10. Summary of Conclusions of a Policy Review Committee Meeting1


  • Summary of Conclusions: PRC Meeting on Southwest Asia and Saudi Arabia


  • State

    • Warren Christopher (Chairman), Deputy Secretary
    • David Newsom, Under Secretary for Political Affairs
    • Harold Saunders, Assistant Secretary for Near Eastern and South Asian Affairs
  • Treasury

    • Secretary Blumenthal
    • Anthony Solomon, Under Secretary for Monetary Affairs
    • Fred Bergsten, Assistant Secretary for International Affairs
  • Defense

    • Secretary Brown
    • Charles Duncan, Deputy Secretary
    • David McGiffert, Assistant Secretary for International Security
  • Office of Management and Budget

    • Dr. John White, Deputy Director
    • Ed Sanders, Associate Director for International Affairs
  • Commerce

    • Stanely Marcuss, Deputy Assistant Secretary for Trade Regulations
  • Energy

    • Harry Bergold, Assistant Secretary for International Affairs
  • Joint Chiefs of Staff

    • General David C. Jones
    • Lt. General William Smith
  • Central Intelligence Agency

    • Dr. Robert Bowie, Deputy Director for National Foreign Assessment
    • Robert Ames, NIO for Near East and South Asia
  • White House

    • Dr. Brzezinski
  • National Security Council

    • Thomas Thornton
    • William Quandt
    • Rutherford Poats

The PRC met to discuss the broad question of strategy in Southwest Asia (the region from Yemen to Bangladesh) as well as specific issues relating to Saudi Arabia. (S)

1. Regional Strategy. There was a broad consensus on the existence of domestic instability in many parts of this region that either has [Page 28] external effects or could be exploited by outside forces. While there are many interrelationships, differences within the region preclude a single strategy except in the broadest terms. The Indian subcontinent, Iran and the Arabian peninsula do, however, comprise logical sub-regions. The group recognized that there was no clear correlation between amounts of resources expended and positive results; the region is sufficiently important, however, that we should make a major effort to get whatever resources we believe are necessary, and we should develop greater flexibility in applying resources such as security supporting assistance. Several members commented on the need for better analysis of the economic problems of the area and how they relate to political and security factors. The State Department also offered to circulate a list of current US commitments to the states of the region. (S)

2. South Asia. With specific regard to the subcontinent, there was general acceptance of the strategy proposed by the meeting of the Subcontinent Chiefs of Mission in Colombo2—reassure Pakistan to enhance its sense of security; provide economic assistance and limited military sales to Pakistan; recognize the prominent and promising role of India; seek to reduce Indo-Pakistani tensions; encourage regional cooperation; and promote Sino-Indian dialog. There was no support for expanded military arrangements along the lines of CENTO. State, NSC and other concerned agencies will draw up specific recommendations for action in implementing this South Asian policy and will explore it with our Ambassadors in the region. Deputy Secretary Christopher is seeking to reschedule his consultations in India3 and Pakistan4 for mid-February. This would be an appropriate time to discuss our ideas directly with the parties. The need to assess Indian and Pakistan sensitivities was noted. (S)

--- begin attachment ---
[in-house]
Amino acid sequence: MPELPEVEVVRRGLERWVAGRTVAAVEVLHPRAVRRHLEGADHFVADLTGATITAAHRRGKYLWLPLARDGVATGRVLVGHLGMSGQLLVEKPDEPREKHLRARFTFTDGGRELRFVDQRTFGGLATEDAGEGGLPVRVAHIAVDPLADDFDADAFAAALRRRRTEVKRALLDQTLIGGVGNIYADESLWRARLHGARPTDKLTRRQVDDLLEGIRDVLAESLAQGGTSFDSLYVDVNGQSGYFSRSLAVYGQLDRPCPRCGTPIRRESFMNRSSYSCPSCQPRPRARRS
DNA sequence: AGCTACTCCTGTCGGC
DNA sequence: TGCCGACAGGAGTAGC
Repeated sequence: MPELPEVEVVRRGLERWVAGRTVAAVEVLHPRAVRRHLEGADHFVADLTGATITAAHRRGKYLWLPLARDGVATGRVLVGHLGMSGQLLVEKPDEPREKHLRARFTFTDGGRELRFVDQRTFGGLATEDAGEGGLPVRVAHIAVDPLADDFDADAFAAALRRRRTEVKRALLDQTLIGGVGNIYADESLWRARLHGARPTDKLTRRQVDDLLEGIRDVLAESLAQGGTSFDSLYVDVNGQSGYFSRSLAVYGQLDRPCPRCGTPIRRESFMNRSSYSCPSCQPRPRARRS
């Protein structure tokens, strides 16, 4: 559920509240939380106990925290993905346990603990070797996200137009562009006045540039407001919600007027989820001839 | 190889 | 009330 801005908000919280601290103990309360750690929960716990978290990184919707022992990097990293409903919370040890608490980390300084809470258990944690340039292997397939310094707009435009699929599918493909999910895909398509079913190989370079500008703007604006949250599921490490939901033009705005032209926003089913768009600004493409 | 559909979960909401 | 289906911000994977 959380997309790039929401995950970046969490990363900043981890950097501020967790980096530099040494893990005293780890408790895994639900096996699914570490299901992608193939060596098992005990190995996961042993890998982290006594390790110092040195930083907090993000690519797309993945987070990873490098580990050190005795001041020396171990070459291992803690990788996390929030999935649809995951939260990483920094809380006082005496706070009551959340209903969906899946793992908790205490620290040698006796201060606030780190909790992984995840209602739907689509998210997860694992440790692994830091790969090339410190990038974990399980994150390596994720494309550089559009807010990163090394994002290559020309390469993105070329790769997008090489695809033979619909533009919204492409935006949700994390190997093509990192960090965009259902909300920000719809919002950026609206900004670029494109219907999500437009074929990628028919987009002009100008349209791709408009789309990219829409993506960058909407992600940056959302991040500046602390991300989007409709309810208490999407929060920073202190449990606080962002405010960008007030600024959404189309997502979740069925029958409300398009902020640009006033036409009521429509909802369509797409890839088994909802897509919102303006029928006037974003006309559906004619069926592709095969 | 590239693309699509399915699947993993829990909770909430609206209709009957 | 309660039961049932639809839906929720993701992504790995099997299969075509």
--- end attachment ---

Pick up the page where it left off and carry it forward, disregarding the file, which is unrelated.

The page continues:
[Omitted here is material unrelated to South Asia.]

5. Capabilities for Action. We need to look at our economic and military resources for meeting the needs of some of the countries in the region. A suggestion was made that we might try to shorten lead times for delivering certain types of military equipment by advance purchasing. This would help to overcome the belief that we are unable to respond quickly to meet the requests of our friends. (S)

  1. Source: Carter Library, National Security Affairs, Brzezinski Donated Material, Subject File, Box 25, (Meetings—PRC 88: 1/23/79). Secret; Sensitive. The meeting took place in the White House Situation Room. The Summary of Conclusions incorrectly describes the meeting as a Presidential Review Committee meeting. The minutes of the meeting were not found. Brzezinski sent the Summary of Conclusions to Carter under a January 29 memorandum, requesting that he approve it. Carter initialed the memorandum. (Carter Library, National Security Council, Institutional Files, Box 72, PRC 088, 1/23/79, Saudi Arabia and Southwest Asia)
  2. See Document 9.
  3. See Documents 129131.
  4. See Documents 325 and 326.